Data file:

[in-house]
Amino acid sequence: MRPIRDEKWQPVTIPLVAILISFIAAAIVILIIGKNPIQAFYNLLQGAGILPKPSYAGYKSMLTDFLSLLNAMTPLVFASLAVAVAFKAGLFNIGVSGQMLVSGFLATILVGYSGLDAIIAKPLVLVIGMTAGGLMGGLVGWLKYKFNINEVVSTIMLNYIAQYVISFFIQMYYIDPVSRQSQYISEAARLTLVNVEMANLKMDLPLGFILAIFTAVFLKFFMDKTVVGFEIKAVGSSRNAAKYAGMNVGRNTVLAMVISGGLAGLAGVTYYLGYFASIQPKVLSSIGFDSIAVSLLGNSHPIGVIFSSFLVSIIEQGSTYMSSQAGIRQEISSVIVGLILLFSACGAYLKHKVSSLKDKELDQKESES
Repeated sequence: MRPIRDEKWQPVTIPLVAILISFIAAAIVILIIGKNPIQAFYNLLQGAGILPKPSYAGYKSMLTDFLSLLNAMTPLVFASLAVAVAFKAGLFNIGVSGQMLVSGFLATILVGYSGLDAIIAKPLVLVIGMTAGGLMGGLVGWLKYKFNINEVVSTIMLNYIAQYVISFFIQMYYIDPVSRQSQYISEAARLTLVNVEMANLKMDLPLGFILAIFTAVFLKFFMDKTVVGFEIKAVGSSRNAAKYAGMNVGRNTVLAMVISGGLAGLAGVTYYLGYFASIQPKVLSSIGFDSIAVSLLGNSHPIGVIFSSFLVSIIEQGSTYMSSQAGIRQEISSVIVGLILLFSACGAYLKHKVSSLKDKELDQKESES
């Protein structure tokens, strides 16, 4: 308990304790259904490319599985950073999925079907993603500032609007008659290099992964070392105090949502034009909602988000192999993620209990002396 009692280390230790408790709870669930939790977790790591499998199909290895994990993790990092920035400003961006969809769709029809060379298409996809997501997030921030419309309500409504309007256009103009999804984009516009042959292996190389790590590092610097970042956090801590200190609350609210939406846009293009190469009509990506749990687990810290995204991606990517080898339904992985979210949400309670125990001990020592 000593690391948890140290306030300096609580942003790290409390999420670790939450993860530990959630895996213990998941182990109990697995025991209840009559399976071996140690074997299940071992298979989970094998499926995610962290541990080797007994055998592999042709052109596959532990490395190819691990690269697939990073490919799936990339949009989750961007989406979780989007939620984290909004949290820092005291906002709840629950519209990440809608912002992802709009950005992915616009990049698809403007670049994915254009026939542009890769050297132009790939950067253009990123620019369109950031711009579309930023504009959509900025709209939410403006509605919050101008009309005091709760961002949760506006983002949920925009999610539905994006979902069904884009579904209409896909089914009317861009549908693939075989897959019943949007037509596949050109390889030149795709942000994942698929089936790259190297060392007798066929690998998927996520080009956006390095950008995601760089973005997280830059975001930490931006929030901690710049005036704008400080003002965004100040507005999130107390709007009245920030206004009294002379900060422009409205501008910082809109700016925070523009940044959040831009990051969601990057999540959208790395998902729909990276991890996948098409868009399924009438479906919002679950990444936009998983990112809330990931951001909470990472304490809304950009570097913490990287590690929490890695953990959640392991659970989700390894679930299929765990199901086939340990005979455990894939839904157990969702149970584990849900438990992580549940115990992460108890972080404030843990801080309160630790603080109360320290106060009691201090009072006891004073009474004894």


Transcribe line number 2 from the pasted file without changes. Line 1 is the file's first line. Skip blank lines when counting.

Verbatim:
Amino acid sequence: MRPIRDEKWQPVTIPLVAILISFIAAAIVILIIGKNPIQAFYNLLQGAGILPKPSYAGYKSMLTDFLSLLNAMTPLVFASLAVAVAFKAGLFNIGVSGQMLVSGFLATILVGYSGLDAIIAKPLVLVIGMTAGGLMGGLVGWLKYKFNINEVVSTIMLNYIAQYVISFFIQMYYIDPVSRQSQYISEAARLTLVNVEMANLKMDLPLGFILAIFTAVFLKFFMDKTVVGFEIKAVGSSRNAAKYAGMNVGRNTVLAMVISGGLAGLAGVTYYLGYFASIQPKVLSSIGFDSIAVSLLGNSHPIGVIFSSFLVSIIEQGSTYMSSQAGIRQEISSVIVGLILLFSACGAYLKHKVSSLKDKELDQKESES